Many consumers are growing increasingly concerned about nutrition. More people are demanding fresh vegetables and fruits and want to know more about how their food gets processed. One such preventive control currently in place is the Food Safety Modernization Act, also known as FSMA.
What are the FSMA requirements for human food? If you are a quality assurance manager or food safety personnel, what do you need to know about preventive controls for human food training and how to be compliant? We have compiled this guide to understanding FSMA preventive controls for human food rules to help you ensure compliance in human food production.
Table of Contents:
- About the Food Safety Modernization Act
- What Are the Preventive Controls for Human Food?
- Who Does It Apply To?
- Exemptions and Modifications
- How to Get in Compliance
Many food facilities must comply with the requirements set by the Food Safety Modernization Act (FSMA) under the U.S. Food and Drug Administration, especially if the facility must register with the Food, Drug & Cosmetic Act’s section 415. The FSMA requires food facilities to implement a food safety plan. This plan should include risk-based preventive controls that can identify and minimize hazards, along with a hazard analysis.
About one-sixth of Americans get sick from foodborne diseases every year. This burden is highly preventable, which is why President Obama signed FSMA into law, enabling the FDA to improve food safety in the nation and enhance the protection of public health. The FSMA allows the FDA to focus on prevention, rather than reacting to issues after they have already happened.
The FSMA gives the FDA the ability to enforce higher compliance rates, contain problems and respond better to them when they do occur.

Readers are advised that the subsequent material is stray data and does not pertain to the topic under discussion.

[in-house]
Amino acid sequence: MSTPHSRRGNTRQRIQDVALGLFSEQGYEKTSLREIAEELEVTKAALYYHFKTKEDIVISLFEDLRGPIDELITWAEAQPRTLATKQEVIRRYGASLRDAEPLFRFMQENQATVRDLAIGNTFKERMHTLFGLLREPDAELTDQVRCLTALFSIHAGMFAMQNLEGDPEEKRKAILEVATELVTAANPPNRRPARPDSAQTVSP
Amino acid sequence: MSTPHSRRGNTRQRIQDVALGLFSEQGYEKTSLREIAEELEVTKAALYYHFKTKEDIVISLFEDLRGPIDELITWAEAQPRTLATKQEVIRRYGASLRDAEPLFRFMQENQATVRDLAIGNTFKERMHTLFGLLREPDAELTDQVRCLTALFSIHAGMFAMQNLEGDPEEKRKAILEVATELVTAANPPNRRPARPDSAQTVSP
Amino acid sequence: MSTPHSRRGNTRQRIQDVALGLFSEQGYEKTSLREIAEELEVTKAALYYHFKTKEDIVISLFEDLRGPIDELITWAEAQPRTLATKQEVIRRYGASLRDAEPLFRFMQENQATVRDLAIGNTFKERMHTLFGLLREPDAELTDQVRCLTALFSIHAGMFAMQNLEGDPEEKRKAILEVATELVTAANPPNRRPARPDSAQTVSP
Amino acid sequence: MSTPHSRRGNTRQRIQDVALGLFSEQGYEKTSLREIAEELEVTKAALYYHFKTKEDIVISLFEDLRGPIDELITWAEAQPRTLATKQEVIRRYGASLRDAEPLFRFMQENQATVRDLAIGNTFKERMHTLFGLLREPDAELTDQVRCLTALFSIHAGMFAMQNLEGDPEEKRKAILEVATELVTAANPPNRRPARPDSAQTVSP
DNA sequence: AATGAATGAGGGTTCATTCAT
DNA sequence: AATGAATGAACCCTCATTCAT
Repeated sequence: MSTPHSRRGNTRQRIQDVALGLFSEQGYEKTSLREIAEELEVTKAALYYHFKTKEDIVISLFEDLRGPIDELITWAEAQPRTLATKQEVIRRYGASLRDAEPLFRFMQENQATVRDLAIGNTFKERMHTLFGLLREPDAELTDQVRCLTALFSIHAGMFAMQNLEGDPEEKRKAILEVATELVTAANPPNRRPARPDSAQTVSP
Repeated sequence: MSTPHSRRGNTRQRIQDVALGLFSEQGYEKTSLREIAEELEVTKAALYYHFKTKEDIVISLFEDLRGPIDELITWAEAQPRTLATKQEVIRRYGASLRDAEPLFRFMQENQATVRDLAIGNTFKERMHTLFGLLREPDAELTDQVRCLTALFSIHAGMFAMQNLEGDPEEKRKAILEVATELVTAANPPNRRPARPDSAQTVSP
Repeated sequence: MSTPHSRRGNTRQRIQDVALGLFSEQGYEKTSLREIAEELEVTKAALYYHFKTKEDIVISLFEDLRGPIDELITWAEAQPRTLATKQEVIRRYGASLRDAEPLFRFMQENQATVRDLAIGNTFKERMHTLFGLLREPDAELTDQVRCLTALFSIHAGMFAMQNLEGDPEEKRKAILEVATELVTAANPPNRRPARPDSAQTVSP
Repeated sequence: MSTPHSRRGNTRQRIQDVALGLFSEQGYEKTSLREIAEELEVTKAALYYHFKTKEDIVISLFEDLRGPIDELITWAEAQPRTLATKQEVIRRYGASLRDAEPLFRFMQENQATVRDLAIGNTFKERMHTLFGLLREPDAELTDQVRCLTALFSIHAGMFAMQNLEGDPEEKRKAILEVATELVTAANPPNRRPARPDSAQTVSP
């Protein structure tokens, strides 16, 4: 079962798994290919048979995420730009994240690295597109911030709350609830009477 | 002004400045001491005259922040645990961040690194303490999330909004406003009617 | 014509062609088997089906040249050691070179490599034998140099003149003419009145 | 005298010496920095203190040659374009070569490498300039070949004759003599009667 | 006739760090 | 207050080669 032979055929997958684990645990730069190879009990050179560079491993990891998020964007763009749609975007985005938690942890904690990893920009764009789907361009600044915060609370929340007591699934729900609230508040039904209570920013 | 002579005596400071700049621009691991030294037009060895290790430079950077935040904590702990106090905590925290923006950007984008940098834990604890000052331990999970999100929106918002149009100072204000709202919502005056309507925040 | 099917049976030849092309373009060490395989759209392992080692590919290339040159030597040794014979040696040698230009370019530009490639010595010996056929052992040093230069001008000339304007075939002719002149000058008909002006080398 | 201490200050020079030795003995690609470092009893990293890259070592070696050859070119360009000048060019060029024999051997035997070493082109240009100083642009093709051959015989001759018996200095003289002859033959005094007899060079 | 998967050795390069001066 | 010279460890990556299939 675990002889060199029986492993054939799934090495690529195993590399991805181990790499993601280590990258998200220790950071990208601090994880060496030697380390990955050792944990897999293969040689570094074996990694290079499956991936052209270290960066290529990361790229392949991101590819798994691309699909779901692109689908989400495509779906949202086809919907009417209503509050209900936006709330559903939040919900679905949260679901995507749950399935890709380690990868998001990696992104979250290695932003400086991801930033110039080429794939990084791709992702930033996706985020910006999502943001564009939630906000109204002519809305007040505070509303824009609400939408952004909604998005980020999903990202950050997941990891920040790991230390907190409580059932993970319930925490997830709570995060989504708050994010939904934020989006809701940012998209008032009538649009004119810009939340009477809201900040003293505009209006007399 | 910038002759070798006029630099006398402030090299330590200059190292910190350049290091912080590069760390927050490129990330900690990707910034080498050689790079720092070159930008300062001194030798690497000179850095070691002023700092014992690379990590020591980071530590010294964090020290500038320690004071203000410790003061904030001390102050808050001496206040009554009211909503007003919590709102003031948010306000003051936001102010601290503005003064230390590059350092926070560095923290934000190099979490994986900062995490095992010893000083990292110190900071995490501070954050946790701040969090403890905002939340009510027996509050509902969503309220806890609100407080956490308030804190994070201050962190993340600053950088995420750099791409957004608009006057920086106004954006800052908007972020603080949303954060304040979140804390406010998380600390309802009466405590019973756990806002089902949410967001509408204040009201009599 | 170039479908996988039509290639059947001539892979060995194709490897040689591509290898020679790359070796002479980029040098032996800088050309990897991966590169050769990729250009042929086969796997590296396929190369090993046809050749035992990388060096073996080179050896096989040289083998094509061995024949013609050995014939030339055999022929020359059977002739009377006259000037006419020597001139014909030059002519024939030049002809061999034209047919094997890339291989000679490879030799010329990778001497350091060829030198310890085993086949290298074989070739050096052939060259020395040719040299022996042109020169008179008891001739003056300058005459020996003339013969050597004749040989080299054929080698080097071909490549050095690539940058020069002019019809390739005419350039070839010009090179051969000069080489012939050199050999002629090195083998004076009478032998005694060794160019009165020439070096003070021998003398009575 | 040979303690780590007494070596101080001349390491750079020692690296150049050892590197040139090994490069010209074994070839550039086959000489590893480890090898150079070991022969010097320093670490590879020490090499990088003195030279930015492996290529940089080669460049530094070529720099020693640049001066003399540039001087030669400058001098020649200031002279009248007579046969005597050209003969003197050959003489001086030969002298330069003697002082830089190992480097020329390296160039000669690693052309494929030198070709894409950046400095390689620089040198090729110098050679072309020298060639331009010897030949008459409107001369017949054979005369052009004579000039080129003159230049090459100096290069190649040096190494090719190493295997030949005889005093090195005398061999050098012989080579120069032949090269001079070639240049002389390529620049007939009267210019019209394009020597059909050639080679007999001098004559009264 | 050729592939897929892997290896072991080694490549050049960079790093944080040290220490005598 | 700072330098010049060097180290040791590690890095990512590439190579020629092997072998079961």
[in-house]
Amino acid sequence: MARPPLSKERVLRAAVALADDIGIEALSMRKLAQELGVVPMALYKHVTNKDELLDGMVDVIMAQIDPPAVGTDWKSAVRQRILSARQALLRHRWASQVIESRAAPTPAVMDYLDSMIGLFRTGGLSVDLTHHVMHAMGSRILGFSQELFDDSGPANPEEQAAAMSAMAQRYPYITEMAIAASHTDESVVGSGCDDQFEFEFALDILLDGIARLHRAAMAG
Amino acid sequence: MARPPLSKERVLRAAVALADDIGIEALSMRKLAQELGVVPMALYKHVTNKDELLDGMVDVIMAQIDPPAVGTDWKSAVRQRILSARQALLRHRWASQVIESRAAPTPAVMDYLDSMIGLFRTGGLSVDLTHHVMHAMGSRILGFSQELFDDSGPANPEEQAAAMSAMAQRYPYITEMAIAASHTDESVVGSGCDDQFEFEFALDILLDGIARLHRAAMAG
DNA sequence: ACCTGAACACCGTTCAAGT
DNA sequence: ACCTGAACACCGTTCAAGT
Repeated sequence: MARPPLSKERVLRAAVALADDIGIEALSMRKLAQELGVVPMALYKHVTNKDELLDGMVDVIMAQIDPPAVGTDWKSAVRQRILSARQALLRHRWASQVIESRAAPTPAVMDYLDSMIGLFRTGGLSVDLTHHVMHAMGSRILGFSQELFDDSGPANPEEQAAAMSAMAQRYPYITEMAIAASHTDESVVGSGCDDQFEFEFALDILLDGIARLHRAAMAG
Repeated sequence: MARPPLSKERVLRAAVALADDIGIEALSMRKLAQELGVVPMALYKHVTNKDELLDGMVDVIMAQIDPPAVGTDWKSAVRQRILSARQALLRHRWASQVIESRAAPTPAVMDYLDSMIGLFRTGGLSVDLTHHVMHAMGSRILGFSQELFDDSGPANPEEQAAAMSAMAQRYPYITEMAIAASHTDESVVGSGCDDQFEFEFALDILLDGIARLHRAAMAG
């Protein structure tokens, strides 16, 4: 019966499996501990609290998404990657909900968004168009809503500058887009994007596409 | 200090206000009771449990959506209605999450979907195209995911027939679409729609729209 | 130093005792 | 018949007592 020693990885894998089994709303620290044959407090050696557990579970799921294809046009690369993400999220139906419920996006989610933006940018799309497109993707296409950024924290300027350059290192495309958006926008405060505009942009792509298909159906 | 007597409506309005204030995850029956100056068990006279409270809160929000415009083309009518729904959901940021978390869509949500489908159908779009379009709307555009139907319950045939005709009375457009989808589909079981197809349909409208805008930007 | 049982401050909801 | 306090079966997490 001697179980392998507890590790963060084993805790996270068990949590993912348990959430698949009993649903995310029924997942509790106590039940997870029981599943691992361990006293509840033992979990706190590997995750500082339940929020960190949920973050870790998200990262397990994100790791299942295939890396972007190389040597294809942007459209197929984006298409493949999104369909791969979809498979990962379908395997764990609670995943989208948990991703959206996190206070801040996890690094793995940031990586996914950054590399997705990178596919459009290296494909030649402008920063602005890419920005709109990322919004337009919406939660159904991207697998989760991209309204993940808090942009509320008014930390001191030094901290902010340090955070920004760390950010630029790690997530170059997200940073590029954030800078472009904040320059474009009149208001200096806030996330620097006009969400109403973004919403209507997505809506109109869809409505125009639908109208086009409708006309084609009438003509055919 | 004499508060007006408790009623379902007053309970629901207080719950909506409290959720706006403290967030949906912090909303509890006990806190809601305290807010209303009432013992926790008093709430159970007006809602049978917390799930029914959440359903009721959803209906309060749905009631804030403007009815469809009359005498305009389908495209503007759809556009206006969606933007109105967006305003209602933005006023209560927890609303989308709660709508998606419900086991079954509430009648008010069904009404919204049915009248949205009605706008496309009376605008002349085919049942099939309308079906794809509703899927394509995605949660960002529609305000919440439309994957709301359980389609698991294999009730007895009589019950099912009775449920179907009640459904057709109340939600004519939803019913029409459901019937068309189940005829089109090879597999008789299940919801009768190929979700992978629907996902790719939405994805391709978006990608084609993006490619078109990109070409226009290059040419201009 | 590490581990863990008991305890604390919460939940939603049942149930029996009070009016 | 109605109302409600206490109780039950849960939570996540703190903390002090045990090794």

The preventive controls for human food include hazard analysis and risk-based preventive controls, updated manufacturing practices and a revised definition of a “farm.”
Every facility must implement a food safety plan focused on preventing and identifying hazards in human food. For hazard identification, you should consider known or reasonably foreseeable physical, biological and chemical hazards.
What should your evaluation of physical, biological or chemical hazards include?
- Consider the severity of injury or illness and the probability thereof in the absence of preventive controls.
- Examine the effect of factors that could impact food, such as processing, formulation, equipment, facility, intended use and ingredients.
- Evaluate environmental pathogens for ready-to-eat foods exposed to the environment.
What risk-based preventive measures should you implement in your facility? The law mandates the following controls to prevent or minimize hazards.
- Food allergens
- Supply chain
- Recall plan
If you have critical control points, include these preventive controls at each one. You should also add these controls at other points, as is appropriate for human food safety. The law may not require a preventive measure if another entity controls the hazard later in the distribution process. To be exempt from these preventive controls, you may have to obtain assurances that you intend to control the hazard and disclose that the food will go through further processing.
Components of preventive control management include:
- Corrective actions
Use these components as appropriate so you can ensure the preventive controls are adequate. Consider the controls’ nature and the role they play in the food safety system of your facility.
The verification component should include product testing, validation of preventive controls, environmental monitoring, verification of corrective actions and monitoring, records review and calibration of verification instruments and process monitoring.
Preventive controls for human food also include comprehensive manufacturing practices. By following these, facilities can ensure the safety of food humans eat. These regulations address appropriate matters, such as facility sanitation and personal hygenic practices.
The FDA established Current Good Manufacturing Practices, or CGMPs, in the Code of Federal Regulations in 1969. The FDA began its effort to modernize the CGMP regulations in 2004 and completed the process in September 2015, along with the new requirements for risk-based preventive controls and hazard analysis, all of which were part of the FSMA.